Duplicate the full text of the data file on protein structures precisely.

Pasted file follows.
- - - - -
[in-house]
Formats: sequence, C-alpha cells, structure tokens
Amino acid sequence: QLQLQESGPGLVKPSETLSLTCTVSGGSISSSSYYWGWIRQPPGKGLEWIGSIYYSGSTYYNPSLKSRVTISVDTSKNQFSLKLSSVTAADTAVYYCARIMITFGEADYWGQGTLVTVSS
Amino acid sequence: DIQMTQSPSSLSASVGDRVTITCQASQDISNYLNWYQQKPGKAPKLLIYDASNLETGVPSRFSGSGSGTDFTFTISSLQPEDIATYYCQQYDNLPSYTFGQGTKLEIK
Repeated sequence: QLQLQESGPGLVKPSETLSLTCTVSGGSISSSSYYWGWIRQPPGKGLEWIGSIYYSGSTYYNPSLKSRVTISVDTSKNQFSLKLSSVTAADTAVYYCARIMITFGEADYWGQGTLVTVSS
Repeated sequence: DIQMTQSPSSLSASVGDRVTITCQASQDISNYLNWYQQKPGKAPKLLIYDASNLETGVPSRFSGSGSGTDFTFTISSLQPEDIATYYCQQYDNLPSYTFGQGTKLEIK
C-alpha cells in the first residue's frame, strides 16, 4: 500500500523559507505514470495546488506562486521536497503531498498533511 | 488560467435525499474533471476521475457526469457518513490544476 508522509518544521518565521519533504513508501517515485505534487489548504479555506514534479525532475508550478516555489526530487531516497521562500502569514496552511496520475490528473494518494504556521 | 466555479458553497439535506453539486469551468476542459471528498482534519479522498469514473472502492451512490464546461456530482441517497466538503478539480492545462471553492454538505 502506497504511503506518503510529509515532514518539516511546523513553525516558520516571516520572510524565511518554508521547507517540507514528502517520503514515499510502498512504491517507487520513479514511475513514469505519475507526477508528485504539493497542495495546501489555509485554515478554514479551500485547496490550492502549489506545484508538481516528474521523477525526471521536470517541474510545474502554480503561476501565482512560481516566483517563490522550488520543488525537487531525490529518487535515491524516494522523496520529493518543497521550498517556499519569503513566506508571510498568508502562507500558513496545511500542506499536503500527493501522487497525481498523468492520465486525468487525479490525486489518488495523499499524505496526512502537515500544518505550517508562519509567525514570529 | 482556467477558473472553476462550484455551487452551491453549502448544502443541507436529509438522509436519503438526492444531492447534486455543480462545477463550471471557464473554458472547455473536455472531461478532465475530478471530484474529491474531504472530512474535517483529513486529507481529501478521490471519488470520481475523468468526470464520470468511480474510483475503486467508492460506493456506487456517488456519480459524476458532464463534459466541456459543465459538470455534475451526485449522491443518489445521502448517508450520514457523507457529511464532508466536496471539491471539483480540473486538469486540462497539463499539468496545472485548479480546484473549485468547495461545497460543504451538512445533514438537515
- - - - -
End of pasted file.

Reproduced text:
[in-house]
Formats: sequence, C-alpha cells, structure tokens
Amino acid sequence: QLQLQESGPGLVKPSETLSLTCTVSGGSISSSSYYWGWIRQPPGKGLEWIGSIYYSGSTYYNPSLKSRVTISVDTSKNQFSLKLSSVTAADTAVYYCARIMITFGEADYWGQGTLVTVSS
Amino acid sequence: DIQMTQSPSSLSASVGDRVTITCQASQDISNYLNWYQQKPGKAPKLLIYDASNLETGVPSRFSGSGSGTDFTFTISSLQPEDIATYYCQQYDNLPSYTFGQGTKLEIK
Repeated sequence: QLQLQESGPGLVKPSETLSLTCTVSGGSISSSSYYWGWIRQPPGKGLEWIGSIYYSGSTYYNPSLKSRVTISVDTSKNQFSLKLSSVTAADTAVYYCARIMITFGEADYWGQGTLVTVSS
Repeated sequence: DIQMTQSPSSLSASVGDRVTITCQASQDISNYLNWYQQKPGKAPKLLIYDASNLETGVPSRFSGSGSGTDFTFTISSLQPEDIATYYCQQYDNLPSYTFGQGTKLEIK
C-alpha cells in the first residue's frame, strides 16, 4: 500500500523559507505514470495546488506562486521536497503531498498533511 | 488560467435525499474533471476521475457526469457518513490544476 508522509518544521518565521519533504513508501517515485505534487489548504479555506514534479525532475508550478516555489526530487531516497521562500502569514496552511496520475490528473494518494504556521 | 466555479458553497439535506453539486469551468476542459471528498482534519479522498469514473472502492451512490464546461456530482441517497466538503478539480492545462471553492454538505 502506497504511503506518503510529509515532514518539516511546523513553525516558520516571516520572510524565511518554508521547507517540507514528502517520503514515499510502498512504491517507487520513479514511475513514469505519475507526477508528485504539493497542495495546501489555509485554515478554514479551500485547496490550492502549489506545484508538481516528474521523477525526471521536470517541474510545474502554480503561476501565482512560481516566483517563490522550488520543488525537487531525490529518487535515491524516494522523496520529493518543497521550498517556499519569503513566506508571510498568508502562507500558513496545511500542506499536503500527493501522487497525481498523468492520465486525468487525479490525486489518488495523499499524505496526512502537515500544518505550517508562519509567525514570529 | 482556467477558473472553476462550484455551487452551491453549502448544502443541507436529509438522509436519503438526492444531492447534486455543480462545477463550471471557464473554458472547455473536455472531461478532465475530478471530484474529491474531504472530512474535517483529513486529507481529501478521490471519488470520481475523468468526470464520470468511480474510483475503486467508492460506493456506487456517488456519480459524476458532464463534459466541456459543465459538470455534475451526485449522491443518489445521502448517508450520514457523507457529511464532508466536496471539491471539483480540473486538469486540462497539463499539468496545472485548479480546484473549485468547495461545497460543504451538512445533514438537515